To everyone’s surprise and joy, Satoru finally wakes up, and realizes he can’t remember anything that’s happened since February 1988.
The episode presented the expected aftermath of Satoru’s awakening – he’s told of what happened to him, needs to spend time rehabilitating his near-atrophied muscles, and is visited by his friends; but it’s done with much endearment. In the previous episodes, Satoru has had a profound impact on many characters, and this is the episode where they finally show his gratitude, as well as update him on their lives – Kenya has become a lawyer, and gives Satoru a large document detailing what happened to him, how he was found, and what happened in the years that followed; Satoru’s mother (who was portrayed excellently in this episode, especially regarding the emotional response to Satoru’s awakening) has been looking after him, and has devoted four hours every day to stretching his muscles and exposing them to some activity; and Kayo eventually married Hiromi Sugita (one of the kids saved by Satoru, who eventually became a doctor), and they’ve just had a child named Mirai (which means future in Japanese, and references the future given to Kayo by Satoru’s selfless actions).
While in rehabilitation, Satoru meets a young leukemia patient named Kumi, who is nervous about her upcoming operation – Satoru instills courage in her, and while they talk, they are encountered by a younger Airi (who is about fourteen at the time). Satoru strikes conversation, as he vaguely seems to recognize her, and eventually he remembers her name – but passes out simultaneously, ending the episode.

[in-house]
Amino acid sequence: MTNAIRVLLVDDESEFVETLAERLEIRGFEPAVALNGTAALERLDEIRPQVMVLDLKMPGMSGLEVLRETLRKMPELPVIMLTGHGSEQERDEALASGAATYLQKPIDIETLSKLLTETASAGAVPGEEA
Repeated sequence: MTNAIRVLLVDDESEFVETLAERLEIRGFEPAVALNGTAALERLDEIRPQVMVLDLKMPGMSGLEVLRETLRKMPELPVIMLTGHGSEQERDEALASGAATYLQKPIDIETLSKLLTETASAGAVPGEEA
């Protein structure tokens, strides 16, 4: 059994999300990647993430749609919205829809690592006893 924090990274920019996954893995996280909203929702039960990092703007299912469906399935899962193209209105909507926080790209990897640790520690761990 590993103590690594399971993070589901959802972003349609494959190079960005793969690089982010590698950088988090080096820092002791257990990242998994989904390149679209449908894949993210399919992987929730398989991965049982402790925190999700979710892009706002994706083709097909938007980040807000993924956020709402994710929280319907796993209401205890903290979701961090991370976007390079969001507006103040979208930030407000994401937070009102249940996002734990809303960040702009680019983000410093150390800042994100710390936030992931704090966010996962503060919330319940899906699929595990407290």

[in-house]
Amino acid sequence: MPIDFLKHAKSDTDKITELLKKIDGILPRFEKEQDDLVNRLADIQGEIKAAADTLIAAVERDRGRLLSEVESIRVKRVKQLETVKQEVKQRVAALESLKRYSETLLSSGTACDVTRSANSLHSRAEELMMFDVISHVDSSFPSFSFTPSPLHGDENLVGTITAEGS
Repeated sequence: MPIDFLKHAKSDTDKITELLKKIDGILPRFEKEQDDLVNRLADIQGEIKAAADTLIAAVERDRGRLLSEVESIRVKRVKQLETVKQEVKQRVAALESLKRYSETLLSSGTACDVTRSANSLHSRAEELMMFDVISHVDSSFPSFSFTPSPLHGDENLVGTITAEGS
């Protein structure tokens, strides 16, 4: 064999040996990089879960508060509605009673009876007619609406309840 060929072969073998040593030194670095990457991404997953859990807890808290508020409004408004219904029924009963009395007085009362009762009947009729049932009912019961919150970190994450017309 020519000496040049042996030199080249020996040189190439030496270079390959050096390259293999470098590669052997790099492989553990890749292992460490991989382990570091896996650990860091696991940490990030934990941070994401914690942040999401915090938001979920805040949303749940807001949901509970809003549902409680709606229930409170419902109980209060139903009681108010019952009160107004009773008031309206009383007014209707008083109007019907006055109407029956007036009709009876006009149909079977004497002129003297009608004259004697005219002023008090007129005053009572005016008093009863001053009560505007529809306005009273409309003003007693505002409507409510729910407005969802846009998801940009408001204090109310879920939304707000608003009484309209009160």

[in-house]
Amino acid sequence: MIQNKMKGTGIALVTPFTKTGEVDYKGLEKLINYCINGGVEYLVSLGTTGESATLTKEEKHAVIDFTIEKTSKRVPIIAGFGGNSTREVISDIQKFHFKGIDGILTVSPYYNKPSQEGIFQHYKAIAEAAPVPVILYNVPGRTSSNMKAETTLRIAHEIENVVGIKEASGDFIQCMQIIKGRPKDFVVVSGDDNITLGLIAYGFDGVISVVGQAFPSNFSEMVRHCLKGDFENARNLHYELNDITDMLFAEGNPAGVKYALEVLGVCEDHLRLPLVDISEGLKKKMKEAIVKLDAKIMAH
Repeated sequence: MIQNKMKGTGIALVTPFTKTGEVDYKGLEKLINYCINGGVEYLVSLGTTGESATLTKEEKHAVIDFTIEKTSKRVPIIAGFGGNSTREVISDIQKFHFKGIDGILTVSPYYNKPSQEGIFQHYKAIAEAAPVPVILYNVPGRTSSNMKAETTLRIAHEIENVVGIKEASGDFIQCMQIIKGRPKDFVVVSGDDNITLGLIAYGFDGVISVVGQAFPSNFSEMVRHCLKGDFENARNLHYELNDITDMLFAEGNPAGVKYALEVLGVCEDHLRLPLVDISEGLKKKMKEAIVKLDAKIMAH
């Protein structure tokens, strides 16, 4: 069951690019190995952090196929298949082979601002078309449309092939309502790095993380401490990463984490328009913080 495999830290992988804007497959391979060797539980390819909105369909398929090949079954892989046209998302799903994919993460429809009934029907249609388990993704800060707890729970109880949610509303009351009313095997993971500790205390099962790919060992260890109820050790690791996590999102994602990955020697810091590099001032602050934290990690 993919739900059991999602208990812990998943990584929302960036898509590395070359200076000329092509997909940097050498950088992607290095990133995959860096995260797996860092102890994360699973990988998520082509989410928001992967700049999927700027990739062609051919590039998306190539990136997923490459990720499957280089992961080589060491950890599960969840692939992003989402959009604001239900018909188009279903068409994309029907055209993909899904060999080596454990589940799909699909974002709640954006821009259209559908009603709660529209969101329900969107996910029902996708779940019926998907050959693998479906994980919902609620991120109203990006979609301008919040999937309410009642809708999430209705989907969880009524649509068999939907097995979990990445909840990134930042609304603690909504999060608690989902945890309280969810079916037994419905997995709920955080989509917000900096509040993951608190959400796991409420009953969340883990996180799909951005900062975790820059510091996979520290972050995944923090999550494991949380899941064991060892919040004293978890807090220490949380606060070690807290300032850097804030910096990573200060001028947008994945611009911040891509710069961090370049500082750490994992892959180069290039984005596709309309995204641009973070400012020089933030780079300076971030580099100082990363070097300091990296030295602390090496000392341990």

I genuinely enjoyed this episode, as it spent a lot of time working on the relationships between Satoru, and his mother and friends. This kind of content was condensed to half an episode in the anime (so 10 minutes), but here we got a full 30-minute episode focussing on the aftermath of Satoru waking up. I liked that. I also liked how they expanded the story by showing how people reacted to the news of his incident. It was particularly heartbreaking to see his mom receive word of what had transpired, and her remarkable devotion to caring for her son easily reinforces her status as one of the most likeable characters in the series, if not cementing her as the most likeable. She’s just a damn good mother.
I’m not sure what the focus will be in the next two episodes, but I expect a build up to a climactic finale. We’ll soon be seeing what has become of Gaku Yashiro, and whether Satoru will remember enough to comprehend his danger; and formulate a way to stop him. I believe that Sawada and Kenya will be crucial to this.
Side Thoughts and Observations:
- Baka Nano count: 11 (it was a pretty explosive one too).
- It was sweet to see that Satoru’s friends tried to raise money for his treatment after hearing of the incident; and sickening to see Yashiro try and look sad and teary-eyed when he broke the news to the class.
- If Airi and Satoru get involved romantically (as she has a major crush on him, and he really needs more in his life than manga), then they’ll not only be 12 years apart (i.e. she was born after the incident), but she’ll be fourteen and he’ll be twenty-six. Hectic. But I reckon they’ll meet again somewhere down the line when their ages are more respectable.
- When Satoru is struggling to get to the end of the rehabilitation-rail, he sees Kumi and thinks, “I better get to the end, or I’ll lose face” – that was funny.